Case Study Vanity Fair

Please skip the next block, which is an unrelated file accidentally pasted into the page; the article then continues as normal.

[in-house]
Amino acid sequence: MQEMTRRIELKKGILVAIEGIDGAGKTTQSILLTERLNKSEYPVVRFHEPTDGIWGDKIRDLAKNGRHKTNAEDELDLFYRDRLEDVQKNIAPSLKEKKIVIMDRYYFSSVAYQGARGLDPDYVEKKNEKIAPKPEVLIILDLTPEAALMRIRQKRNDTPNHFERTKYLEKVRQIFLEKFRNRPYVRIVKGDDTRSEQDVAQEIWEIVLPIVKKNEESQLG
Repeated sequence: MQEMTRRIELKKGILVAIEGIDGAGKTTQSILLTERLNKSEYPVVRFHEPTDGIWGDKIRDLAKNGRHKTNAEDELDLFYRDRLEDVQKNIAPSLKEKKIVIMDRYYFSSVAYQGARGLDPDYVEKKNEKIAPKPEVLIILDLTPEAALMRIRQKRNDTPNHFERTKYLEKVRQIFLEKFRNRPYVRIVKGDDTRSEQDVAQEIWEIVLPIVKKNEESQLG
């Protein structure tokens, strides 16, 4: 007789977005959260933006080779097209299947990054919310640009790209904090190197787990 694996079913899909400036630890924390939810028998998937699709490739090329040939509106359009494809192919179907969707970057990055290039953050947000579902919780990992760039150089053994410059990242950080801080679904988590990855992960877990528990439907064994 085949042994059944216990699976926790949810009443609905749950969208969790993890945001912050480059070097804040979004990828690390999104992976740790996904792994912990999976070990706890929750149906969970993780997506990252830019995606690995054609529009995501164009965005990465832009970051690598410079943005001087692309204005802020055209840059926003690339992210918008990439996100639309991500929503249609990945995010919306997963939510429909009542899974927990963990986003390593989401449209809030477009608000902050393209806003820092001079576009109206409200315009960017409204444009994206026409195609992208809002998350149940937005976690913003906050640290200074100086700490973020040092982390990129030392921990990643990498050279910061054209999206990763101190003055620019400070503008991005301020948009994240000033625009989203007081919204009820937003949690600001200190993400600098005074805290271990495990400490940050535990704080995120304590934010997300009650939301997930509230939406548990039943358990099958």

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Case Study VF Brands: Global Supply Chain Strategy Ginger Peck Business 521 Spring 2013 May 4, 2013 Professor Wayne Pritchard For 125 years, Vanity Fair has been manufacturing apparel. It is the world’s leading supplier of jeans. It’s also acquired a massive portfolio of world famous clothing labels. Despite its billion dollar annual revenues and size, Vanity Fair competes in a highly competitive and fragmented industry. It owns only 5% of the market share. Vanity fair relied on cheap global labor and leverage its purchasing power to keep manufacturing costs down and margins high enough. When the economic crises hit, sales decreased and many suppliers were unable to sustain business on smaller volumes of production. Input prices increased all over the world. Additionally, the cheap labor market has been fully tapped and labor prices are increasing. Issues VF is challenged by product flow, competitive suppliers, and sourcing relationships to produce 600,000 SKUs. Supplier Problems Small margins in conjunction with recession cause suppliers to rapidly close and emerge making for a highly volatile manufacturing environment. VF hasn’t managed its supplier activities in the past, except for contracting. It’s costly for VF to closely manage the quickly shifting supplier market. Its personnel are spending more time maintaining close supplier relationships in order to predict or identify potential production stoppages because of closures. VF supply chain managers must be able to respond to closures quickly to meet production quotas. Supplier sourcing is difficult and costly; even more so when suppliers abruptly close. The distrustful win-lose competitive contracting is time consuming, win or lose, and results in excess inventory. Before the contracting, however, the right supplier selection must be made. The supplier must be able to
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